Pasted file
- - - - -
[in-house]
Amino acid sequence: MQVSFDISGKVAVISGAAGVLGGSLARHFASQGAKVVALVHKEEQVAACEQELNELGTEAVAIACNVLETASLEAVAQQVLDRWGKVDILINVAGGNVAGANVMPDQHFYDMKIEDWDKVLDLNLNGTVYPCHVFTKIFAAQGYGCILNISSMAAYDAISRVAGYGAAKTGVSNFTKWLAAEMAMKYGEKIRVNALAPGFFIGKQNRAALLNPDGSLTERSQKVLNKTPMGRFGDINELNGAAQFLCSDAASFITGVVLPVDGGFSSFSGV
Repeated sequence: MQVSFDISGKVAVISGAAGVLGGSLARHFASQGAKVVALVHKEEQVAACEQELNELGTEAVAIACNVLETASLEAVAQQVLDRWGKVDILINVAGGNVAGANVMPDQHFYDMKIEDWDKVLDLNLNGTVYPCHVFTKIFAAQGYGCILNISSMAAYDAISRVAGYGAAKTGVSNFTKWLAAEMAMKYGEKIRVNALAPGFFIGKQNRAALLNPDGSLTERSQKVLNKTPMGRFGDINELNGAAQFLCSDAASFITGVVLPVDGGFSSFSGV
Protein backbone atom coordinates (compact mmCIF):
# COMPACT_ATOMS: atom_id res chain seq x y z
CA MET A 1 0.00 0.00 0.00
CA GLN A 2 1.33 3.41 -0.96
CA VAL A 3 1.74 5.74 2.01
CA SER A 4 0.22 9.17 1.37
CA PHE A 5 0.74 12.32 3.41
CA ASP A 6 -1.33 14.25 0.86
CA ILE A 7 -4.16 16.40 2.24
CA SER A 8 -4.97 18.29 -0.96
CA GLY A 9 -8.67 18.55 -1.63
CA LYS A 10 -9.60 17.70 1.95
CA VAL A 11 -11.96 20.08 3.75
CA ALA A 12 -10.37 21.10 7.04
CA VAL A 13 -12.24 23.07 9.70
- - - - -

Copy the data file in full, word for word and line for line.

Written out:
[in-house]
Amino acid sequence: MQVSFDISGKVAVISGAAGVLGGSLARHFASQGAKVVALVHKEEQVAACEQELNELGTEAVAIACNVLETASLEAVAQQVLDRWGKVDILINVAGGNVAGANVMPDQHFYDMKIEDWDKVLDLNLNGTVYPCHVFTKIFAAQGYGCILNISSMAAYDAISRVAGYGAAKTGVSNFTKWLAAEMAMKYGEKIRVNALAPGFFIGKQNRAALLNPDGSLTERSQKVLNKTPMGRFGDINELNGAAQFLCSDAASFITGVVLPVDGGFSSFSGV
Repeated sequence: MQVSFDISGKVAVISGAAGVLGGSLARHFASQGAKVVALVHKEEQVAACEQELNELGTEAVAIACNVLETASLEAVAQQVLDRWGKVDILINVAGGNVAGANVMPDQHFYDMKIEDWDKVLDLNLNGTVYPCHVFTKIFAAQGYGCILNISSMAAYDAISRVAGYGAAKTGVSNFTKWLAAEMAMKYGEKIRVNALAPGFFIGKQNRAALLNPDGSLTERSQKVLNKTPMGRFGDINELNGAAQFLCSDAASFITGVVLPVDGGFSSFSGV
Protein backbone atom coordinates (compact mmCIF):
# COMPACT_ATOMS: atom_id res chain seq x y z
CA MET A 1 0.00 0.00 0.00
CA GLN A 2 1.33 3.41 -0.96
CA VAL A 3 1.74 5.74 2.01
CA SER A 4 0.22 9.17 1.37
CA PHE A 5 0.74 12.32 3.41
CA ASP A 6 -1.33 14.25 0.86
CA ILE A 7 -4.16 16.40 2.24
CA SER A 8 -4.97 18.29 -0.96
CA GLY A 9 -8.67 18.55 -1.63
CA LYS A 10 -9.60 17.70 1.95
CA VAL A 11 -11.96 20.08 3.75
CA ALA A 12 -10.37 21.10 7.04
CA VAL A 13 -12.24 23.07 9.70